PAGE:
Question Time is an important weekly programme for politics students. It goes over some of the important news stories of the week and gets a panel of (usually) relevant people to debate the issues. Here is a summary of last night’s Question Time which you can watch here and you may also want to follow the hash tag bbcqt
This week’s panel consisted of:
Ken Clarke the Justice Secretary and Lord Chancellor
Susan Kramer a Lib Dem MP
John Prescott the former Deputy Leader of the Labour Party
Owen Jones the author of ‘Chavs: The Demonization of the Working Class’
Julie Meyer an entrepreneur
Question 1: How would you solve the unemployment problem?
Ken Clarke: the UK must keep “German-type [interest] rates with a Greece-like deficit
Susan Kramer: We are seeing the beginning of that rebalancing [of the economy]
John Prescott: You have to lift the [level of] demand – more money should be put into the economy
Susan Kramer accuses Owen Jones of plans to live beyond our means
Meyer: there are lots of apprenterships and fantastic ways in the digital world where young people can get involved in work
Question 2: Does the election of Police Commissioners risk politicising the Police force?
Susan Kramer: Policing is far too precious for it to become party political *This is following a split in the Liberals as to whether or not they should put candidates forward for the role*
Prescott (who is standing for the role) said he voted against its creation and that the role will be taken advantage of (hmm)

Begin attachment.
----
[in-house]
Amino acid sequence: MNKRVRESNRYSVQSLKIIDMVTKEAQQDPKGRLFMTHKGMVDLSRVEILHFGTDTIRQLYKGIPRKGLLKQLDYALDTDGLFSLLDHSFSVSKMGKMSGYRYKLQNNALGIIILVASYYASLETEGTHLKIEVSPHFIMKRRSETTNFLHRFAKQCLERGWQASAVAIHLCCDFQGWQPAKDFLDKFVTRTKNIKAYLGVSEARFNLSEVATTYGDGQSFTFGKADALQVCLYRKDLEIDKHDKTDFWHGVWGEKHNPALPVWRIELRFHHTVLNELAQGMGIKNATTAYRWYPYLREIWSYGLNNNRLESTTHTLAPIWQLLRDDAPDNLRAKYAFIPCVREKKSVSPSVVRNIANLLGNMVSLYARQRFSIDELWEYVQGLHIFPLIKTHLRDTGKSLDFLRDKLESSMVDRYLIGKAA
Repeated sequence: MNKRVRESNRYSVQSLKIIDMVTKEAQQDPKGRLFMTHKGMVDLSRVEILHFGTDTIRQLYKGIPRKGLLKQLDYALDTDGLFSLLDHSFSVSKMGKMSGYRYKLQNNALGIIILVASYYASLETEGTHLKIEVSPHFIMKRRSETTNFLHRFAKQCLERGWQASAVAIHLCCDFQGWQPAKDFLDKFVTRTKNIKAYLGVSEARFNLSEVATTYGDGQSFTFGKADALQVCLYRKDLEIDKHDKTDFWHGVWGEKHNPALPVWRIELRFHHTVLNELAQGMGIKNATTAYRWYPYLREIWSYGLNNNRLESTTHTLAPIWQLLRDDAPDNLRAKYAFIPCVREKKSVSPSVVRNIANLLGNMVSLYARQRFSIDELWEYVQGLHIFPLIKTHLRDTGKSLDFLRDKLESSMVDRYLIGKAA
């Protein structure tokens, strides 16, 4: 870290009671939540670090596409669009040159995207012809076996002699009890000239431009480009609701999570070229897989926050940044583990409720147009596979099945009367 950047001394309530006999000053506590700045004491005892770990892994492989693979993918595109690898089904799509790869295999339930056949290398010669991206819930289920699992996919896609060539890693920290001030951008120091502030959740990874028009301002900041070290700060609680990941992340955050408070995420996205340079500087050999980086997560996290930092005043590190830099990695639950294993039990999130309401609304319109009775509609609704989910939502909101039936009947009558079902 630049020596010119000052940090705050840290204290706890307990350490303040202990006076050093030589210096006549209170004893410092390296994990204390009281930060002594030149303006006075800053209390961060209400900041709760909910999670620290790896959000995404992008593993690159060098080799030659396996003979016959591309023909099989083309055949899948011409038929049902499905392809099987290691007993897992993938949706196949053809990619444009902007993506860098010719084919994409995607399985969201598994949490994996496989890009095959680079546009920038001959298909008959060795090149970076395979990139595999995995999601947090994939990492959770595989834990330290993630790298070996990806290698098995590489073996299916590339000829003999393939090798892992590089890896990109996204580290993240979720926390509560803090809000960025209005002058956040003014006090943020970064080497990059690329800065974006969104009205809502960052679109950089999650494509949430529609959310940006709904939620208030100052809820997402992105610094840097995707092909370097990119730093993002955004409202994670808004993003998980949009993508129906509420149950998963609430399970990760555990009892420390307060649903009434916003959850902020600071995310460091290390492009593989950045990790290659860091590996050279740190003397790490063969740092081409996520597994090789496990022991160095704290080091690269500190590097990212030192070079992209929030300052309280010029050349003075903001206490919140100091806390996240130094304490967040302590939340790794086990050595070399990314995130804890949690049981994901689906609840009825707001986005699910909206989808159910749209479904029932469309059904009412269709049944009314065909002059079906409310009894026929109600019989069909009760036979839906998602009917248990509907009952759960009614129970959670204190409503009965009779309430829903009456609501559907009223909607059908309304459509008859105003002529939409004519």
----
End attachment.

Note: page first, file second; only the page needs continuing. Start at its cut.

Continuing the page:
Owen Jones: “The danger is Robocop vs Judge Dredd wannabees tapping into people’s fear about crime”
Question 3: Will current NHS changes produce quantifiable benefits before the next election or will it be looked back at as electoral suicide?
Ken Clarke: The NHS continues to need reform and I have all the support of Andrew [Lansley’s NHS] reforms
Julie Meyer: Why not turn [the NHS] into a trillion pound healthcare industry?
Owen Jones: The Tories have ‘no mandate’ to do what’s proposed with the NHS, blaming New Labour for ‘laying the foundations’ – foundation hospitals etc.
Question 4: Baroness Warsi suggests religion is being ‘sidelined, marginalised and down-graded in the public sphere’. Isn’t this a good thing?
Owen Jones: Religion ‘more than punches its weight in this country’ – we are one of two countries to have church officials take seats in parliament
Pretty much all panellists agreed it was a good thing that we have a separate church and government.
Question 5: What difference would an independent Scotland make to my life in Nottingham?
Most panellists are sceptical about it happening and all want the union to stay together, it was raised in the audience that England should get to vote on the independence if it’s going to affect us however this point was addressed and dismissed by Kramer.